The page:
TORONTO – The challenge of turning around the Toronto Maple Leafs is unavoidable even on the occasional good day for the organization.
For president Brendan Shanahan can’t even appear before reporters to discuss the announcement of the "Centennial Classic" outdoor game – which will pit Detroit and Toronto at BMO Field on Jan. 1, 2017 – without then being asked about the fact the team’s Stanley Cup drought will hit 50 years during its centennial season.
His answer suggested that it’s a topic he’s spent some time ruminating on.
"We’re all well aware – all of the people that have come to Toronto in the last couple years knew what we were taking on and why we were coming," Shanahan replied during Wednesday’s 4-3 shootout win over the Islanders. "It’s to eradicate that story at some point, knowing full well how hard it is in this league to win. That’s why we’re here; we’re here to take on that challenge.
"So we don’t run away from that date, as you see we don’t run away or hide from the men who have played here and won Cups here. I think you want to draw inspiration from it."
This has been a long, difficult season. The worst for the franchise in more than three decades.
There is an occasional glimpse of sunshine through the clouds, like a night where Zach Hyman scores and William Nylander ties it with 73 seconds to play and Nikita Soshnikov wins you a game with a dazzling shootout move, but the larger picture is never far from view for the man in charge of hockey operations.
The Leafs are stuck in 30th place even with the two points banked on Wednesday. They’re likely to finish in dead last for the first time since the 1984-85 season.
"We want to be better," said Shanahan. "We’re laying down a foundation this year and obviously there was some moves that we made (at the trade deadline) that gave some of our younger players an opportunity to play. We created some space for them, we created some (cap) space for ourselves going forward, so it’s been a bit of a year of growing and a bit of a year of also changing.
"Look, we’re all competitive people; without deviating from what our overall plan is, we want to be good as soon as we can."
The plan, in a nutshell, is patience.
Shanahan is well aware that it will be tested even more next season than it is right now. This was the honeymoon year, the teardown year, and the fanbase will anticipate a correlating bounce forward – especially with some of the youngsters making a measurable impact a little more than a week after their first call-ups.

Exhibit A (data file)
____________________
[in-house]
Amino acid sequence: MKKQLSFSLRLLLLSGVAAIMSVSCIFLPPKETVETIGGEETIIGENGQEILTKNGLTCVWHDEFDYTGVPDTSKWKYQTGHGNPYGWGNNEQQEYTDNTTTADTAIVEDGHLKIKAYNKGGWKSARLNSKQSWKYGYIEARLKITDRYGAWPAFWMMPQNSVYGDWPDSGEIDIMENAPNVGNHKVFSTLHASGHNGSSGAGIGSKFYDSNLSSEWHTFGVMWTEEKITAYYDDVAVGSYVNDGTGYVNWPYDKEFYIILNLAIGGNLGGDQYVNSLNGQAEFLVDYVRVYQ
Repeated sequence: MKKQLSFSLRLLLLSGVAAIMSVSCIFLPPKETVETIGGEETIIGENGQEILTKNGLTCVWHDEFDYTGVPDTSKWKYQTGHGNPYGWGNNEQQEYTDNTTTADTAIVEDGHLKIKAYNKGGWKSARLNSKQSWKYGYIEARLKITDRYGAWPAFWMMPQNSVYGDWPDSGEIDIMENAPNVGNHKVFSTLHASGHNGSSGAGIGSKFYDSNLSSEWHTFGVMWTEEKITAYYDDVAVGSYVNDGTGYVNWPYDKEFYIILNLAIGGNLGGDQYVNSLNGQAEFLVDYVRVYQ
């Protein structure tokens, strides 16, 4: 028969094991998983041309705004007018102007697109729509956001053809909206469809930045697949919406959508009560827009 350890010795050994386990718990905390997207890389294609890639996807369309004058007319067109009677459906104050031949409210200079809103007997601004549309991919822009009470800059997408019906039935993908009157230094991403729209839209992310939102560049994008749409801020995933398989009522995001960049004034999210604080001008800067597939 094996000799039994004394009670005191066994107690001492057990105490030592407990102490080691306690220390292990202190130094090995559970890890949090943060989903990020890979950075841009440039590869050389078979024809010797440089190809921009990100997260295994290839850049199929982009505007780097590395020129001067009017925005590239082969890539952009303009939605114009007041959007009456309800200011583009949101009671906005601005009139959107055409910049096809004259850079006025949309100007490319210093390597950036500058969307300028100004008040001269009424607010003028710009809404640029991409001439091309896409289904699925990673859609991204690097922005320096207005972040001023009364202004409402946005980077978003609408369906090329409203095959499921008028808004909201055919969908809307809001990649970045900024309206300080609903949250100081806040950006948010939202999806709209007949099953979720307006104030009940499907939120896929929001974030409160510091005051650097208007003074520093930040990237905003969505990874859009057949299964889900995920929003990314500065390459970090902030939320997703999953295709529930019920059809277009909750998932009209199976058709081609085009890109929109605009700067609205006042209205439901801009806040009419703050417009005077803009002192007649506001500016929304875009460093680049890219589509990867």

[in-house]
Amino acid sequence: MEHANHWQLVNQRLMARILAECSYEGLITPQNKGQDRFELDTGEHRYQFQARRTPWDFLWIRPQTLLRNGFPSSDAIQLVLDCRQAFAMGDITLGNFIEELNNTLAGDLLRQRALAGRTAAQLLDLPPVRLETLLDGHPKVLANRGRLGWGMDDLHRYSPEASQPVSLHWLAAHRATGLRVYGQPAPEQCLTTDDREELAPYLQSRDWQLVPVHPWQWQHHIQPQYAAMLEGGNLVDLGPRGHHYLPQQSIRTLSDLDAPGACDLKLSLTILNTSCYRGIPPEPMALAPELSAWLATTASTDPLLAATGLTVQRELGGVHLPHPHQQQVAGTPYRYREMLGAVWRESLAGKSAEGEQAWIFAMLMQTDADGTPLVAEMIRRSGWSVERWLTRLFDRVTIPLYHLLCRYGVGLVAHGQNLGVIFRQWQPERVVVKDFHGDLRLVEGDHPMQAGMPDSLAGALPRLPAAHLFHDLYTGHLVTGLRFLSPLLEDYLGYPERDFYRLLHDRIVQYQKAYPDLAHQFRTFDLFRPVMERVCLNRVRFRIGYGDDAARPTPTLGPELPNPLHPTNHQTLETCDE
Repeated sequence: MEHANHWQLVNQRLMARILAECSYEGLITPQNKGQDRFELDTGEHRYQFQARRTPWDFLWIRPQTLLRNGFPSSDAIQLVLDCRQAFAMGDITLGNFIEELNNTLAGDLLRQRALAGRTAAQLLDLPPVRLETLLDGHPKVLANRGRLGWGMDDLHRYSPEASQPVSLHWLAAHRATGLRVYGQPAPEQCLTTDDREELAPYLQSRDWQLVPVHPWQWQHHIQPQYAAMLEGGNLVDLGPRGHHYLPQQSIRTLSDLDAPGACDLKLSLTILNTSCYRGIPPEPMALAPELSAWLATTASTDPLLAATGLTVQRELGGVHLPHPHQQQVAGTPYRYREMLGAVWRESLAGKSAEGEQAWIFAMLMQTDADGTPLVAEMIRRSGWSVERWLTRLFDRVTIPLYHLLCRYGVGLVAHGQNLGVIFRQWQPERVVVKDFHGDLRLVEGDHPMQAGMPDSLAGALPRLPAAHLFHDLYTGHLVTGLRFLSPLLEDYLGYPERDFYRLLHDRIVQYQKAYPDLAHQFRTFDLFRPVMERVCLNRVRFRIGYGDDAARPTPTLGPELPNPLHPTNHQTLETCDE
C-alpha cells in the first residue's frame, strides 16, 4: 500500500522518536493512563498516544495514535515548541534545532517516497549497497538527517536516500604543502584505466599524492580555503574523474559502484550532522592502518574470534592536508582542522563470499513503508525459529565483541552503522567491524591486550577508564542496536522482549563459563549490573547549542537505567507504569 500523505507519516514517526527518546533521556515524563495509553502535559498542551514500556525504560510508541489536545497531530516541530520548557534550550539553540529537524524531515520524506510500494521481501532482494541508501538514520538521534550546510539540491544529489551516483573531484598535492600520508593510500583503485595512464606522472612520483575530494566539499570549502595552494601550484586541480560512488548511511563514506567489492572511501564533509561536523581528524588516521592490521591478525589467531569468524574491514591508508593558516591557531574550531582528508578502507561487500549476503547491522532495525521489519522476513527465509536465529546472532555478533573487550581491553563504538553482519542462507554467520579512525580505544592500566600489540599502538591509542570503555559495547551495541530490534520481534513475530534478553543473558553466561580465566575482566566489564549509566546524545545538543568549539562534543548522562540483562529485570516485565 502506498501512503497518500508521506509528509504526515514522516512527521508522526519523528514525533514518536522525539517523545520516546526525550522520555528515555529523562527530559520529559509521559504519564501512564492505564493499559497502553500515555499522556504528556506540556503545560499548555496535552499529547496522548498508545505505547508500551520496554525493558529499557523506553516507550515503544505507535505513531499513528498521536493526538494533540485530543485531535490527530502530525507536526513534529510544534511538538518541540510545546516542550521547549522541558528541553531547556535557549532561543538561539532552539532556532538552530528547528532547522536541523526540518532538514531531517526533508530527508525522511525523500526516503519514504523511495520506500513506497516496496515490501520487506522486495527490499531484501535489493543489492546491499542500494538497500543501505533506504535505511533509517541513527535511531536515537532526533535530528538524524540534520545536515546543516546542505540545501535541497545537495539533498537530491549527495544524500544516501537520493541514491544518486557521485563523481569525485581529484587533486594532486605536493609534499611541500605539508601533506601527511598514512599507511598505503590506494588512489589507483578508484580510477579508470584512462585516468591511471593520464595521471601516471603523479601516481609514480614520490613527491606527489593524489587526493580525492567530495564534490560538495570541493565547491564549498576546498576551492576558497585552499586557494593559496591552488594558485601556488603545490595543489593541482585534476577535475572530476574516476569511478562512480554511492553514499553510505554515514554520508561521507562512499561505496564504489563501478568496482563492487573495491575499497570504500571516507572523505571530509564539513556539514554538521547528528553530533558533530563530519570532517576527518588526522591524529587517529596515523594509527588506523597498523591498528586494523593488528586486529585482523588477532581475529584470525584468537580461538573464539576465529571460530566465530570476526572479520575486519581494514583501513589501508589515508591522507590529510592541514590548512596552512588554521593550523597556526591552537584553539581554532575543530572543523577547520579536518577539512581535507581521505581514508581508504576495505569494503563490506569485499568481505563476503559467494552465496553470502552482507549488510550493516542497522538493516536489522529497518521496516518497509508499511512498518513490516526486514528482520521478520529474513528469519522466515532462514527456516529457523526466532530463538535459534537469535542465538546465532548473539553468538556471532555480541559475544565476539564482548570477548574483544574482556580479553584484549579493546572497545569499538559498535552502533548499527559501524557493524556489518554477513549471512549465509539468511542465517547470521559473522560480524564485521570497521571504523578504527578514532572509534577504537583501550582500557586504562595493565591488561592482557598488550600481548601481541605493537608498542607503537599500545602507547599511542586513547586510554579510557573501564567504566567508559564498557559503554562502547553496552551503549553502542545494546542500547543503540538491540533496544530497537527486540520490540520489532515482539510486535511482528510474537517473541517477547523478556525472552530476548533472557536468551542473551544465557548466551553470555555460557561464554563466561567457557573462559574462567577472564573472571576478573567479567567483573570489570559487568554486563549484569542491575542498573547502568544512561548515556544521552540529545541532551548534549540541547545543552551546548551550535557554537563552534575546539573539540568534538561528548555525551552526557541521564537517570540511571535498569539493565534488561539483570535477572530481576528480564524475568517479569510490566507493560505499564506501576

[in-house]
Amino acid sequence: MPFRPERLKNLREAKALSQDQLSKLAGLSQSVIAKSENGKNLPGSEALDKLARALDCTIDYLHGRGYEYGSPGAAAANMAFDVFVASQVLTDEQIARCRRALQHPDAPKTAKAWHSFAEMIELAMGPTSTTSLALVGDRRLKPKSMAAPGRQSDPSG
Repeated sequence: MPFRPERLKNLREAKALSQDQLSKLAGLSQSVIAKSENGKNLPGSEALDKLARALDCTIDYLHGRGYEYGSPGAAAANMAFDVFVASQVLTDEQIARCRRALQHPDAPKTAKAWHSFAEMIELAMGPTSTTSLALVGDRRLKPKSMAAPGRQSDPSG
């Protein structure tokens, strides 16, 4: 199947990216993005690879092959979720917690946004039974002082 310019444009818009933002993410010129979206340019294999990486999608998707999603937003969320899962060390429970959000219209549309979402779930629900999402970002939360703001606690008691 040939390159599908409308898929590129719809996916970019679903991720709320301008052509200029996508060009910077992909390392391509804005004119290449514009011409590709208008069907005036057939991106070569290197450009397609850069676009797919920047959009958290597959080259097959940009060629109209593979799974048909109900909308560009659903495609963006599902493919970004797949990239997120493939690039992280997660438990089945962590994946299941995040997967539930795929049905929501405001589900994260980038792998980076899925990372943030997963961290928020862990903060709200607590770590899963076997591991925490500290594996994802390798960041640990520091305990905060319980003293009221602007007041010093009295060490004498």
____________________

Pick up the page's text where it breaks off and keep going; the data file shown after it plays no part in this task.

However, those who have been around the game a long while know better than to make such assumptions. And it was notable how measured Shanahan was when asked what he had seen from Nylander, Hyman, Soshnikov and Co.
"They’ve shown a lot of promise," he said. "Our fans have enjoyed watching them and even our veteran players have enjoyed seeing them come up. … They want these young players to get a little bit of a taste of the NHL, whether it’s five, 10, 20 games, and give themselves a real measuring tool to be able to go back this summer and prepare for just how hard it is to be successful at the NHL level.
"That’s the big thing that I think that we’re getting from these young players getting an early look."
Down in the trenches, the view is a little bit different.
Mike Babcock allows his mind to wander to the big picture on days off, but when the coach is in the middle of the action his only thought is the here and now. And after ending a six-game losing against the Islanders, he had high praise for the Marlies.
"I thought this was Nylander’s best game by a mile," said Babcock. "Most competitive game, first time he’s skated since he’s been here, and obviously he’s a huge talent. Hyman and Sosh are here to stay. They’re real players; they’re just too good and too hard and too fast and too much work ethic (to go back to the AHL)."
There was excitement, real genuine excitement, to be found at Air Canada Centre. Both in the stands and inside the home dressing room.
High above in the executive suite, the wider lens remained fixed on a point somewhere beyond the edges of the map. A destination that hasn’t been charted here in generations.
That reality is unavoidable now and will become even more pronounced during the 2016-17 season – when the Leafs celebrate their 100th year of existence by introducing a new/old sweater and staging tributes galore and holding an outdoor game before 35,000 fans on Jan. 1.
You see, birthdays can be complicated.
At once a time of reflection and of hope.
"It’s not all going to be about just looking back," said Shanahan. "A lot of it’s going to be about looking forward. We’re trying to strike that balance between respecting the past, but also showing our fans and our alumni and our team, what we plan to do going forward."
It’s about time.